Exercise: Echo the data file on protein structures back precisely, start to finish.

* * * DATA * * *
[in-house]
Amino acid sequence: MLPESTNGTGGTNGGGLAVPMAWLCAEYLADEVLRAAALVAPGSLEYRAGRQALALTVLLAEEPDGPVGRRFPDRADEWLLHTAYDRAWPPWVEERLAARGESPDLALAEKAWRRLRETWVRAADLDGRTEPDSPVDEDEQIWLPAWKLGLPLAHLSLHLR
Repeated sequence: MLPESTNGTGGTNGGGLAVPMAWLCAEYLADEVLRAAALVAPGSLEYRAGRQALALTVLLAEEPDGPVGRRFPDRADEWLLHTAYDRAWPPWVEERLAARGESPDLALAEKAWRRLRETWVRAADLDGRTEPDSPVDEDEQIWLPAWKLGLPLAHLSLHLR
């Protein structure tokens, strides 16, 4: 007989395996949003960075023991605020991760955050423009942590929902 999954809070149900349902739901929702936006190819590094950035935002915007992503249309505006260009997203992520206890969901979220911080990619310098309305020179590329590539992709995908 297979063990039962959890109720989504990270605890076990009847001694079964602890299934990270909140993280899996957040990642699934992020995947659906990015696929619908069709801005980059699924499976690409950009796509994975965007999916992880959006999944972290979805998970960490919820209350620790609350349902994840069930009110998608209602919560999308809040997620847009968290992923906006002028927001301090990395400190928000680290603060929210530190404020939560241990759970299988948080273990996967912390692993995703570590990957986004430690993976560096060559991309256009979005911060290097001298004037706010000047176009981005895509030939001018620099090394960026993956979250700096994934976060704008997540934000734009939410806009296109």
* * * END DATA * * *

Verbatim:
[in-house]
Amino acid sequence: MLPESTNGTGGTNGGGLAVPMAWLCAEYLADEVLRAAALVAPGSLEYRAGRQALALTVLLAEEPDGPVGRRFPDRADEWLLHTAYDRAWPPWVEERLAARGESPDLALAEKAWRRLRETWVRAADLDGRTEPDSPVDEDEQIWLPAWKLGLPLAHLSLHLR
Repeated sequence: MLPESTNGTGGTNGGGLAVPMAWLCAEYLADEVLRAAALVAPGSLEYRAGRQALALTVLLAEEPDGPVGRRFPDRADEWLLHTAYDRAWPPWVEERLAARGESPDLALAEKAWRRLRETWVRAADLDGRTEPDSPVDEDEQIWLPAWKLGLPLAHLSLHLR
């Protein structure tokens, strides 16, 4: 007989395996949003960075023991605020991760955050423009942590929902 999954809070149900349902739901929702936006190819590094950035935002915007992503249309505006260009997203992520206890969901979220911080990619310098309305020179590329590539992709995908 297979063990039962959890109720989504990270605890076990009847001694079964602890299934990270909140993280899996957040990642699934992020995947659906990015696929619908069709801005980059699924499976690409950009796509994975965007999916992880959006999944972290979805998970960490919820209350620790609350349902994840069930009110998608209602919560999308809040997620847009968290992923906006002028927001301090990395400190928000680290603060929210530190404020939560241990759970299988948080273990996967912390692993995703570590990957986004430690993976560096060559991309256009979005911060290097001298004037706010000047176009981005895509030939001018620099090394960026993956979250700096994934976060704008997540934000734009939410806009296109």